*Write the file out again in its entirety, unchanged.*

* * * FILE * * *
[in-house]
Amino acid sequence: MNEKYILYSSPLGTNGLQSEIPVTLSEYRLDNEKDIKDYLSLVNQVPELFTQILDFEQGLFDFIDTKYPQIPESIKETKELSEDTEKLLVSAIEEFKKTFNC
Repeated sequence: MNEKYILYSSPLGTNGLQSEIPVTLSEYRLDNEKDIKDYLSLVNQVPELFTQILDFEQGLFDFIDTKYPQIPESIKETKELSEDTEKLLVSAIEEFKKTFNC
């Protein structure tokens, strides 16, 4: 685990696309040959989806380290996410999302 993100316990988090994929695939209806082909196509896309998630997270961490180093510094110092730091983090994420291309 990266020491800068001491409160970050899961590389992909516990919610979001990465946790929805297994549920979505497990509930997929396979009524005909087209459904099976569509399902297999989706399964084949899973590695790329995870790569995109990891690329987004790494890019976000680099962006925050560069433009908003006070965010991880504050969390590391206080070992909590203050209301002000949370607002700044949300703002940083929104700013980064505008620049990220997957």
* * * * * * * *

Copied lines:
[in-house]
Amino acid sequence: MNEKYILYSSPLGTNGLQSEIPVTLSEYRLDNEKDIKDYLSLVNQVPELFTQILDFEQGLFDFIDTKYPQIPESIKETKELSEDTEKLLVSAIEEFKKTFNC
Repeated sequence: MNEKYILYSSPLGTNGLQSEIPVTLSEYRLDNEKDIKDYLSLVNQVPELFTQILDFEQGLFDFIDTKYPQIPESIKETKELSEDTEKLLVSAIEEFKKTFNC
């Protein structure tokens, strides 16, 4: 685990696309040959989806380290996410999302 993100316990988090994929695939209806082909196509896309998630997270961490180093510094110092730091983090994420291309 990266020491800068001491409160970050899961590389992909516990919610979001990465946790929805297994549920979505497990509930997929396979009524005909087209459904099976569509399902297999989706399964084949899973590695790329995870790569995109990891690329987004790494890019976000680099962006925050560069433009908003006070965010991880504050969390590391206080070992909590203050209301002000949370607002700044949300703002940083929104700013980064505008620049990220997957």